Identity crisis (Image: Benedicte Kurzen/The New York Times/Eyevine)
ONE of our closest long-lost relatives may never have existed. The fossils ofAustralopithecus sediba, which promised to rewrite the story of human evolution, may actually be the remains of two species jumbled together.
The first fossils of A. sediba were found at Malapa, South Africa, in 2008. At 2 million years old, they show a mix of features, some similar to the ape-like australopithecines, others more like our genus, Homo. To its discoverers, this hotchpotch means A. sediba was becoming human, and that the Homogenus first evolved in South Africa, not east Africa as is generally thought.
But a new analysis suggests A. sediba didn’t exist. “I think there are two different hominin genera represented at Malapa,” says Ella Been at Tel Aviv University in Israel. One is an Australopithecus and one an early Homo. We can’t yet tell if the australopithecine remains are distinct enough to call them a new species, Been says.
Been studies the spinal columns of ancient hominins, so she was curious when a paper was published last year focusing on the spine of A. sediba(Science, doi.org/r7k). There are fragments from two skeletons at Malapa, a juvenile male and an adult female. Looking at photographs of the vertebrae, she noticed familiar features on the young male.
“I realised they looked a lot like the vertebrae of the Nariokotome Boy,” she says. Also known as Turkana Boy, this is a 1.5-million-year-old skeleton ofHomo erectus, a widespread species that may be our direct ancestor. Its vertebrae, like ours, are much wider than they are tall.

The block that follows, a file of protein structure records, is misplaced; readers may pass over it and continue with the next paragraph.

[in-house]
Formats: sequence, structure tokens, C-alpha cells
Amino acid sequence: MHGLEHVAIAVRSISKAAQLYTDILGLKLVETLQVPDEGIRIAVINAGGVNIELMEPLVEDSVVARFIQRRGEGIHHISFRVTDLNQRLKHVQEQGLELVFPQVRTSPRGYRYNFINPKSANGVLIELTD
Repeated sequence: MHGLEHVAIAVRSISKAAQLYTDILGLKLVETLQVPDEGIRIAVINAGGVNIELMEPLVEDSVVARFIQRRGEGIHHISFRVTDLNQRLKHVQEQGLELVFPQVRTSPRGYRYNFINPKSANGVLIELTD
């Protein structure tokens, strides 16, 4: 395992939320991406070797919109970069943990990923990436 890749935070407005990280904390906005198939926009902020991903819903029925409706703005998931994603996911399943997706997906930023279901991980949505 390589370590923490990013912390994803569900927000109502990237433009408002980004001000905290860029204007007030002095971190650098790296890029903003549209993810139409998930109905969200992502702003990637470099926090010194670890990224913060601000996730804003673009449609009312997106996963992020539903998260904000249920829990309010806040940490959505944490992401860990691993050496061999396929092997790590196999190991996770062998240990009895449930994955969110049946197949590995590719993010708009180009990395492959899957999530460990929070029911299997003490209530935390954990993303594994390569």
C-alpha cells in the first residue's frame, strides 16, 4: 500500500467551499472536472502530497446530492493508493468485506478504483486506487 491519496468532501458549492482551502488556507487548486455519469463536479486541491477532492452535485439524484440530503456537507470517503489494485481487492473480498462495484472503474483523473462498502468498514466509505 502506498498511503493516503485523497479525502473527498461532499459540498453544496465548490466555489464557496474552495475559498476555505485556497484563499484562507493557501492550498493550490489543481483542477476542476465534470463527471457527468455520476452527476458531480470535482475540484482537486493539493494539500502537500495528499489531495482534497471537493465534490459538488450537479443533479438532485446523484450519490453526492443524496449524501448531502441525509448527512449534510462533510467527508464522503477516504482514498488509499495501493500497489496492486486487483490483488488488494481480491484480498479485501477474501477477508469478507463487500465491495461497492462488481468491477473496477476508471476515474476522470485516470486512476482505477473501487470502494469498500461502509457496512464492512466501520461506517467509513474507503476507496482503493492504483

In contrast, the adult female’s vertebrae are taller, says Been, a classicAustralopithecus feature. She concludes that the spines belong to two different species.
When Been shared her findings with Yoel Rak, also at Tel Aviv University, she found an ally. “He sees the same in the [lower jawbone]: an australopithecine and an early Homo,” says Been. But here the species are switched: a notch in the young male jaw looks like Australopithecus, while the same notch in the adult female jaw looks human.
The pair conclude that there are not two but four individuals in the remains from Malapa: an adult and a juvenile of both Homo and Australopithecus. They presented their findings at a meeting of the Paleoanthropology Society in Calgary, Canada, this week.
Unsurprisingly, A. sediba‘s discoverer, Lee Berger of the University of Witwatersrand in South Africa, doesn’t agree. For one thing, he says the positioning of the adult skeleton’s bones in the ground makes it likely they came from a single individual.
Berger admits that the vertebrae of the young A. sediba look like those of H. erectus, but he says vertebrae grow taller throughout childhood. If the youngA. sediba had grown up, his vertebrae may have become moreAustralopithecus-like.
Been isn’t convinced. Fossils of other australopithecine children had tall vertebrae, she says.
Regardless, Berger says that Been and Rak’s observations make sense if A. sediba really was a transitional species between Australopithecus and Homo. “A central tenet of evolutionary theory is that variation within taxa becomes variation between taxa as species diverge,” he says. With anatomy in flux, it is possible that one A. sediba had an Australopithecus-like spine and Homo-like jaw, while another had a Homo-like spine and Australopithecus-like jaw.
There are other features of the A. sediba vertebrae that might explain the differences Been found. Berger’s latest work hints that the young male’s vertebrae may show signs of disease. If so, they are not representative of the species.
This article appeared in print under the headline “Missing link fossils may be a jumble of species”